There might not be much in the immediate area, but New York City is just a quick train ride away and there is plenty to do and eat in the stadium.
While they can be a bit rough around the edges, Jets fans are among the most loyal fans in the NFL. On top of being extremely loyal, Jets fans also have the tendency to be brutally honest when it comes to how they feel about the front office. Another trait of Jets fans is that travel very well. It doesn't matter if they are playing in Buffalo, DC, Nashville, or Kansas City, Jets fans will be there. These fans have always been a blue-collar, hard-working group and some have complained that MetLife and the organization have priced out the "real Jets fans." Prices have gone up since Giants Stadium, but you will still find a good number of fans in the stadium.
They say that football is family, and nowhere is that more true than at MetLife. The loyalty of these fans has been passed down through the generations, literally. Most of the fans here are families whose ages range from two years old to over 80.
It's also time to put to the idea that all Jets fans are obnoxious and abrasive. These people can be very friendly, but if you draw undue attention to yourself, you will be treated accordingly. The lesson here is this: be friendly and you will be welcomed; act unfriendly, and that attitude will be reciprocated.
A round-trip ticket from Manhattan to MetLife Stadium costs $11, and is your best and easiest bet for traveling to and from the game. If you're coming from New Jersey, you can still take the transit and have an easier time than the people driving to the game. If mass transit just isn't an option, bring cash to pay tolls before you get to your parking spot. On-site parking will cost around $40 and parking at Redd's costs $30. The last transit train leaves from MetLife two hours after the end of the game; you'll be stuck in traffic longer than that if you drive.
Surrounding the stadium and outside the gates are bag check stations. These stations are trailers where fans can leave any items or bags that security would not allow into the stadium. Gates open two hours prior to kickoff, and fans are free to leave and re-enter the stadium up to one hour before kickoff. Once inside the stadium, you will find that restrooms are plentiful and water fountains aren't hard to find. The concourses are wide and easy to navigate at every level, and the overall lack of obstructed view seating is a nice bonus. Some seats in the upper deck might have a bit of a rail in front of them, but it's not enough to dramatically alter the view of the field.
Most places charge for any pre-game festivities, but at MetLife, most of these are free. At MetLife Central, there is a mini-football field with a goal post and cutouts of Jets receivers. Fans have the opportunity to throw passes to these cutouts and if you can kick two out of three field goals, you win a prize. The game we attended was in December, so the prize was either a blanket or a Jets draw-string bag. That's all free. The retail price for tickets at MetLife is fairly high, but due to the team's overall lack of success, tickets on the resale market place are cheap. Tickets were available in the lower level for a Monday Night game here for under $20.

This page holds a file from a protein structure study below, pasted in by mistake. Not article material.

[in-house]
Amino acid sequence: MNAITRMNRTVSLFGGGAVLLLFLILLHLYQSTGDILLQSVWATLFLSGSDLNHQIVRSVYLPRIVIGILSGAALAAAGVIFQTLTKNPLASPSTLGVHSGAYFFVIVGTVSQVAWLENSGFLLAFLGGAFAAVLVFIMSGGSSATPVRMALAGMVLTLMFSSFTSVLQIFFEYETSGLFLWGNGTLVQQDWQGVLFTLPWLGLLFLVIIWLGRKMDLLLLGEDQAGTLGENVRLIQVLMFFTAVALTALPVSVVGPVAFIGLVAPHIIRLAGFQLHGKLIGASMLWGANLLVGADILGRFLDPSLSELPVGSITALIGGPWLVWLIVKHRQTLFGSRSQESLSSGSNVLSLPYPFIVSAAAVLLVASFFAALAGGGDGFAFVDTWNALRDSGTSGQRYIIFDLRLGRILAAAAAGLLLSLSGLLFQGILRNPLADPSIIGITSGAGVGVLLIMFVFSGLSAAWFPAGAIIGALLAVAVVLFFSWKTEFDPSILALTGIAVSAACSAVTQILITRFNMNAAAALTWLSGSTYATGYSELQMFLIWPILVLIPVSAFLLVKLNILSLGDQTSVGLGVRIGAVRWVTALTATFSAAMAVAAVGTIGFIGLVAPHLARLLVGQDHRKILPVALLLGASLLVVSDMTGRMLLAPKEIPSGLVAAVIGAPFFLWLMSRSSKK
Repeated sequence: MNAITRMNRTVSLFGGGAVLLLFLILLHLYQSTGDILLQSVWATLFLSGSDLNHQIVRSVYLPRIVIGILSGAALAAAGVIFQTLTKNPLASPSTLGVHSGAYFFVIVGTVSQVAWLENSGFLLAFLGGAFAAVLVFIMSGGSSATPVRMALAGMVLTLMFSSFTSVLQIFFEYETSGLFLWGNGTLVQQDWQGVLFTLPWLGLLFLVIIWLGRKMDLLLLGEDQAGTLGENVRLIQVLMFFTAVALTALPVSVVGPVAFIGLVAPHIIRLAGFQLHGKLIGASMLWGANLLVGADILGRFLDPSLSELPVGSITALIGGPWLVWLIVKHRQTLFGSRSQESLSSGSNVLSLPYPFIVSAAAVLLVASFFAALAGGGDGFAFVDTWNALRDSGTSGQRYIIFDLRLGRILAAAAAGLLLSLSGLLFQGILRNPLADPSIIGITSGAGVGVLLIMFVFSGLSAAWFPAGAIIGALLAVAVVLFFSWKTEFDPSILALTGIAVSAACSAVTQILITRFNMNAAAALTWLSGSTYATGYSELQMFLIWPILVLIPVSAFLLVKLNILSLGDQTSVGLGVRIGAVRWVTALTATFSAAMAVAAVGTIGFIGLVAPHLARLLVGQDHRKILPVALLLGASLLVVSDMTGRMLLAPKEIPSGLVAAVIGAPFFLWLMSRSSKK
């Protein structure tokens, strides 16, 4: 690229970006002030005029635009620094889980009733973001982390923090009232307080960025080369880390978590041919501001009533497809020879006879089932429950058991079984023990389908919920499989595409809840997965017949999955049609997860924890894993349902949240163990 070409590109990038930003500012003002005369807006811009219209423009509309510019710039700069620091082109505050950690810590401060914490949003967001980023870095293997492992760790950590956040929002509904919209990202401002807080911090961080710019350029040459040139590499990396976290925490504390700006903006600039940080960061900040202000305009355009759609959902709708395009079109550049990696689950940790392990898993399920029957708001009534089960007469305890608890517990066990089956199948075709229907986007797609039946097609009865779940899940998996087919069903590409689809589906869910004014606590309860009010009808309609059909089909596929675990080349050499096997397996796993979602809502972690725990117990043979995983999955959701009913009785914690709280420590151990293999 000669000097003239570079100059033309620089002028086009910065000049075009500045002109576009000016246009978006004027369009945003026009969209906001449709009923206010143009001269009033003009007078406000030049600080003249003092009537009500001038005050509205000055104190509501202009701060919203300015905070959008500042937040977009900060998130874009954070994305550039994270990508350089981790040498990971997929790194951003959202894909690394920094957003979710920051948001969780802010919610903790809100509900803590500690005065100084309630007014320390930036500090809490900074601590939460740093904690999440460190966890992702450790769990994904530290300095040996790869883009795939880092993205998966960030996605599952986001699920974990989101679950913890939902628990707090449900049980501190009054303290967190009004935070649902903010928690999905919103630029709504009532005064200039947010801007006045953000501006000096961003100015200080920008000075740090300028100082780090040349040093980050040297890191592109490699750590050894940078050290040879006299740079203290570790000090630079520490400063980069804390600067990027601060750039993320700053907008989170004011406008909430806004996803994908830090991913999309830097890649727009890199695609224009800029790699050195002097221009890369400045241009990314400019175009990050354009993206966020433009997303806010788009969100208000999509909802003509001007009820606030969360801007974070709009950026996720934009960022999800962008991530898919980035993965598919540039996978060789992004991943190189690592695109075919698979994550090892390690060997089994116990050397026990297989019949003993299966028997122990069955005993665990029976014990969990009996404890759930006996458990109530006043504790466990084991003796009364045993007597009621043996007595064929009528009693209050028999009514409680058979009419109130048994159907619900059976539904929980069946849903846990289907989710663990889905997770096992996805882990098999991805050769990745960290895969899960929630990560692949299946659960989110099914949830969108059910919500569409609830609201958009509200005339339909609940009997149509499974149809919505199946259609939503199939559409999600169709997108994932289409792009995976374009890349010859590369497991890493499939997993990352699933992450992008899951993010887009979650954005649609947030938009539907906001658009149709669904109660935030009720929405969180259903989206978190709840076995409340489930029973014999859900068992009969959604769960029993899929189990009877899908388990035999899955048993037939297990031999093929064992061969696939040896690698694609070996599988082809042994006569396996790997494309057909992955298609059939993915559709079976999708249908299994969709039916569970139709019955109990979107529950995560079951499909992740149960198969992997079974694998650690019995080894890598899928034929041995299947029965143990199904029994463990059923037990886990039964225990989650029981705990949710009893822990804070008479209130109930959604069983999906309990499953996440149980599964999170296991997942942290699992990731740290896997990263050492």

Be sure to check out MetLife Central before the game. On top of the pre-game radio show, it is fairly common for former Jet greats to sign autographs and take pictures with the fans here. You'll also get to see the Jets cheerleaders perform various routines leading up to kickoff. Another thing to note about this stadium is that it is incredibly clean. You won't see trash lying around anywhere in the stadium, which is nice.
Overall, a Jets game at MetLife Stadium is the best game day experience I have ever been a part of. The pre-game entertainment, friendly staff, clean and open concourses, terrific sightlines, and abundance of food all add up to make this an amazing experience. The game itself might not be that great, but, if you're lucky, you might get to see a couple fans rush onto the field, only to be aggressively detained by security.
After many years of anticipation, the New York Jets have at last moved into their brand new home at MetLife Stadium, which they share with the New York Giants. Located a stone's throw from the old Meadowlands Stadium, the new venue opened in 2010 for its inaugural season.
Approaching the stadium, you get the feeling you're walking into Oz - the venue is positively huge, and lit up in neon green (it's blue for Giants games) to such an extent that you feel like you're off to see the Wizard. It's so bright, I imagine you can see it from space.